A Forensic Science Laboratory (FSL) report is a scientific piece of corroborative evidence that is added to a charge sheet, which buttresses the prosecution's case in any criminal offence, including cases of sexual violence. It is in context of this that we need to understand the importance and credibility of DNA-based evidence in identifying accused persons, especially in crimes against women.

It has been argued that forensic DNA has emerged as the most reliable crime-fighting technology worldwide. Currently, there are two FSL labs in Delhi – one in Rohini and the other on Lodhi Road – that are responsible for releasing reports for all serious criminal offences, including sexual offences across all courts in Delhi.

According to the Directorate of Forensic Science Services (DFSS), more than 12,000 DNA samples from sexual assault cases were awaiting examination in three of the six Central FSLs across India till December 2017.

The existing FSLs are overburdened and short-staffed. An overhaul is needed so as to ensure expeditious justice. Seasoned Public Prosecutor at Saket Sessions Court AT Ansari says, “an FSL report is crucial in determining the guilt of an accused because of its accuracy and also reduces the burden of a public prosecutor to prove their case beyond reasonable doubt.”

Ensuring feasibility of our institutional responses to address gender-based violations is as much a part of providing accessible and timely legal remedies as legal reform.

Women, Front & Centre

Rs 870 crore was released by the central government to state governments for FTCs during a period of 11 years from 2000-2011 where each FTC was expected to dispose of 41-42 cases in every quarter and at least 165 cases in a year. In terms of existing budgetary allocations, the central government has earmarked Rs 4,100 crore for 1,800 fast-track courts across the country.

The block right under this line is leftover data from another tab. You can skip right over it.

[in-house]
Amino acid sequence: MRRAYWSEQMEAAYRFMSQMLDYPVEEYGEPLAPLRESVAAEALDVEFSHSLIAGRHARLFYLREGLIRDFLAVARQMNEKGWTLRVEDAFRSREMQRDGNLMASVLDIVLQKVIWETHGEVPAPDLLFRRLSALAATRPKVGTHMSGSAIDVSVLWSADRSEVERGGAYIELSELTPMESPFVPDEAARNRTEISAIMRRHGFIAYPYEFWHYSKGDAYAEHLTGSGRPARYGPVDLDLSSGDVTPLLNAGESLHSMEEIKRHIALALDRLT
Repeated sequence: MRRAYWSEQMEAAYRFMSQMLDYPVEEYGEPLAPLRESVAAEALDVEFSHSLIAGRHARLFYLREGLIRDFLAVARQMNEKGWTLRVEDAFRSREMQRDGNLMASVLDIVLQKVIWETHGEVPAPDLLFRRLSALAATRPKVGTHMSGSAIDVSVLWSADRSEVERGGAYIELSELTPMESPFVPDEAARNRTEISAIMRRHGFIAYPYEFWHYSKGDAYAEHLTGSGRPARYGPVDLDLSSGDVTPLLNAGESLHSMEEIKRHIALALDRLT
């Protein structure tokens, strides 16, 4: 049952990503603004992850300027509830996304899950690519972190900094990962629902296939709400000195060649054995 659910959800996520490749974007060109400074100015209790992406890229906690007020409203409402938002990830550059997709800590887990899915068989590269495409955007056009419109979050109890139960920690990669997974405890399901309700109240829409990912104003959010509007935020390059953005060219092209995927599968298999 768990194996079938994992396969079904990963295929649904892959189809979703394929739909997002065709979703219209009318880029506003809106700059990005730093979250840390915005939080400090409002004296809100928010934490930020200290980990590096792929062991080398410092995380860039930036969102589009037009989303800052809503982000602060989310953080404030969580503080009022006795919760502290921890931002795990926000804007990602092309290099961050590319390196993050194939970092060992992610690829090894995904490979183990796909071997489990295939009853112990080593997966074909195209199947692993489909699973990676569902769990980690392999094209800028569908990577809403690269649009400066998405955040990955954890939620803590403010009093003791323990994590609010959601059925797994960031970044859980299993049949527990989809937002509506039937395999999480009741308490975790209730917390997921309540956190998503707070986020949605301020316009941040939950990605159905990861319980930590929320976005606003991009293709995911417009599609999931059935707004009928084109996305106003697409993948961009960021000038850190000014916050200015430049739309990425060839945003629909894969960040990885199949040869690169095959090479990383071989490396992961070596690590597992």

An interesting argument is made by Angelika Arutyunova and Cindy Clark in their report titled “Watering the Leaves, Starving the Roots.” Here they refer to ‘leaves’ as individual women and girls who are receiving attention without support for ‘the roots,’ that is, “sustained, collective action.

In the context of tackling violence against women, the granular structural inequalities that operate in tandem with our justice mechanisms may be labeled “roots.”

Access to justice bereft of speedy trials reduces the former to a mere redundancy. In all this, there is a relatively simple solution, one that is often overlooked in a classic instance of missing the woods for the trees, namely developing gender-responsive budgets and enhancing, rather than cutting, support to gender-equality measures.

It is here that we must appreciate the importance of eliminating structural hurdles that stand in the way of access to justice, which is an integral process to the end itself.

Therefore, the need of the hour is to finance and develop technology-infrastructure to “prioritise the quality and continuity of police and justice sector response to gender-based violence.” One such effort would be funding capacity-building measures, such as setting-up of additional FSL centres across the country, to reduce the time taken per FTC dealing with cases involving violence against women.

The imperative for such funding is, if half of our citizenry is a systemic target of gender-based violence then for curing this societal malady, the State would see allocating a portion of its budget as an end-in-itself.

And it is towards achieving that end that I direct all my prayers this International Women’s Day.

(Aaliya Waziri is a lawyer and presently working as a Consultant with UN Women India. She has studied B.A. Philosophy (Hons) at Hindu College, University of Delhi and LL.B. at O.P. Jindal Global University. This is an opinion piece. The views expressed above are the author’s own. The Quint neither endorses nor is responsible for them.)